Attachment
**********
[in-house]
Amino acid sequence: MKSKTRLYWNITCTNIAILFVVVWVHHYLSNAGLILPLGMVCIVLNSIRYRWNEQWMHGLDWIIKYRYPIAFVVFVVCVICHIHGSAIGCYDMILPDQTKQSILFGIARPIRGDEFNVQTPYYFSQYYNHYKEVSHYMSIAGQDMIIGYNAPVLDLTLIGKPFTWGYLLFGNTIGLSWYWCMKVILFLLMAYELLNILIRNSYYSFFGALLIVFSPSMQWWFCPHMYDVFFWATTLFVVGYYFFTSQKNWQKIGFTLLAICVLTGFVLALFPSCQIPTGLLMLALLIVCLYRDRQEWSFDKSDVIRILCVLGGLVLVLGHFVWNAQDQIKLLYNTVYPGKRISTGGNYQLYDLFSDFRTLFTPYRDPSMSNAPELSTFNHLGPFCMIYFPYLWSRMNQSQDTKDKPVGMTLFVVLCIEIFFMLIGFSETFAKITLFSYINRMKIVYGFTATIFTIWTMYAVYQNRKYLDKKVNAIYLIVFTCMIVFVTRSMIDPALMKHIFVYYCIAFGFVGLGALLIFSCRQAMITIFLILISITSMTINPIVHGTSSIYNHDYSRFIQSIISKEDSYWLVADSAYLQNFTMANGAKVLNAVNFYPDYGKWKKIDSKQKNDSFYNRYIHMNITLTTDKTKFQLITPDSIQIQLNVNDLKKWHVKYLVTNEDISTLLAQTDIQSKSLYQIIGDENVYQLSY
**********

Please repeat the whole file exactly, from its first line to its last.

[in-house]
Amino acid sequence: MKSKTRLYWNITCTNIAILFVVVWVHHYLSNAGLILPLGMVCIVLNSIRYRWNEQWMHGLDWIIKYRYPIAFVVFVVCVICHIHGSAIGCYDMILPDQTKQSILFGIARPIRGDEFNVQTPYYFSQYYNHYKEVSHYMSIAGQDMIIGYNAPVLDLTLIGKPFTWGYLLFGNTIGLSWYWCMKVILFLLMAYELLNILIRNSYYSFFGALLIVFSPSMQWWFCPHMYDVFFWATTLFVVGYYFFTSQKNWQKIGFTLLAICVLTGFVLALFPSCQIPTGLLMLALLIVCLYRDRQEWSFDKSDVIRILCVLGGLVLVLGHFVWNAQDQIKLLYNTVYPGKRISTGGNYQLYDLFSDFRTLFTPYRDPSMSNAPELSTFNHLGPFCMIYFPYLWSRMNQSQDTKDKPVGMTLFVVLCIEIFFMLIGFSETFAKITLFSYINRMKIVYGFTATIFTIWTMYAVYQNRKYLDKKVNAIYLIVFTCMIVFVTRSMIDPALMKHIFVYYCIAFGFVGLGALLIFSCRQAMITIFLILISITSMTINPIVHGTSSIYNHDYSRFIQSIISKEDSYWLVADSAYLQNFTMANGAKVLNAVNFYPDYGKWKKIDSKQKNDSFYNRYIHMNITLTTDKTKFQLITPDSIQIQLNVNDLKKWHVKYLVTNEDISTLLAQTDIQSKSLYQIIGDENVYQLSY